The People’s Bank of China has suspended the sale of repurchase agreements for the first time in four months, marking a pause in its efforts to mop up excess liquidity in the market, the Hong Kong Economic Journal reported Friday.
Analysts expect the central bank will soon resume sales of reverse repurchase agreements, a means to inject liquidity into the market, as capital inflows decline.
The PBoC’s move signals a more flexible monetary stance, considering that liquidity levels usually get tougher around the end of June, said Xu Hanfei, chief bond analyst at Guotai Junan Securities Co. Ltd.
The move is also consistent with the fact that only 30 billion yuan (US$4.82 billion) of repo agreements will have matured this week and be released back to the market.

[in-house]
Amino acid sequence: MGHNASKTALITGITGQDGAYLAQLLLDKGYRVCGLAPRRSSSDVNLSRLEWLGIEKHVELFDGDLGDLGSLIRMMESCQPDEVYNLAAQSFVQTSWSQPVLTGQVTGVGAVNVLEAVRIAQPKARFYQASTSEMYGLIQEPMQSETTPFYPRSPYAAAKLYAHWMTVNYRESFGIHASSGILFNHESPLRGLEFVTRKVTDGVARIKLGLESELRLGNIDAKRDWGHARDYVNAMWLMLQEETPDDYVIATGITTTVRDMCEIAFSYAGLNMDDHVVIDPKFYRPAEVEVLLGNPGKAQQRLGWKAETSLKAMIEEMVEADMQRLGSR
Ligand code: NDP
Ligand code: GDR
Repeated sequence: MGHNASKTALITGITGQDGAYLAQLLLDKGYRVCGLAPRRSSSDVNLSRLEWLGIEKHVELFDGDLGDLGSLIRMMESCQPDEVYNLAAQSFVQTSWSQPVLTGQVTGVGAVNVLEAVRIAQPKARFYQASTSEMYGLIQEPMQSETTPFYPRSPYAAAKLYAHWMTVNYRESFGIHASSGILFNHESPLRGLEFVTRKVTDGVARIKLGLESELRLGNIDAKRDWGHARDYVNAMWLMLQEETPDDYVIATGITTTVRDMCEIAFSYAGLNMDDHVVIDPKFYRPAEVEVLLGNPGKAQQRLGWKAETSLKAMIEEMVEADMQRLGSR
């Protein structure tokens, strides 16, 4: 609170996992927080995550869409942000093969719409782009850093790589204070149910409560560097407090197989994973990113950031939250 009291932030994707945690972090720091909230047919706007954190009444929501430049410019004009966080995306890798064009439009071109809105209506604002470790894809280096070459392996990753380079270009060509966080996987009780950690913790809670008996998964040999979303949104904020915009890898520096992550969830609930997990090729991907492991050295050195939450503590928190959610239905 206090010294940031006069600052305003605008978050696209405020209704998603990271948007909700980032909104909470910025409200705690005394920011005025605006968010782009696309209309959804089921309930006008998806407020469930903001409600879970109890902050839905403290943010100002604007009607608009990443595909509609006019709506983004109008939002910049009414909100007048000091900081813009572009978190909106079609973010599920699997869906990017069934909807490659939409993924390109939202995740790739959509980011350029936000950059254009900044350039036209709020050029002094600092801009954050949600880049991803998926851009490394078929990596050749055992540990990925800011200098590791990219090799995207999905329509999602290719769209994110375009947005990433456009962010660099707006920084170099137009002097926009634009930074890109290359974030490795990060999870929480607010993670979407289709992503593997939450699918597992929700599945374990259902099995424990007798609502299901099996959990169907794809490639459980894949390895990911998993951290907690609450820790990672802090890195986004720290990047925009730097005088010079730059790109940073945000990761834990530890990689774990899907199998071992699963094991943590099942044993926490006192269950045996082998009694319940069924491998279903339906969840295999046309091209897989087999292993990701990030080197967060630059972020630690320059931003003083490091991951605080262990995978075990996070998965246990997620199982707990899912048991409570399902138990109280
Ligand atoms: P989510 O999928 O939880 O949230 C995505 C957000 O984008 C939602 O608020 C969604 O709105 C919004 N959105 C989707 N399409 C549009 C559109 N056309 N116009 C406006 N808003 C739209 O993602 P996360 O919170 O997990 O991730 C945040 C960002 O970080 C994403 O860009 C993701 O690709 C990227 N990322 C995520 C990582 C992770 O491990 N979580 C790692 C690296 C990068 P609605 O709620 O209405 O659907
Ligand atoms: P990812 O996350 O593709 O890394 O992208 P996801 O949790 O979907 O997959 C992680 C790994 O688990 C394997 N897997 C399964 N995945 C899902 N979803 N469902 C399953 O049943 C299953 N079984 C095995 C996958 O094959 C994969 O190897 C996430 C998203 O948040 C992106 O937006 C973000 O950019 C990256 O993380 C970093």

China Merchants Securities Co. Ltd. (600999.CN) said the central bank’s relatively loose stance is another proof of the government’s commitment to ensuring growth.
Yet, it is unlikely that the PBoC will announce anytime soon an across-the-board cut in the lenders’ reserve requirement ratio, which may result in heightened market risks, the state-owned People’s Daily said in an editorial.
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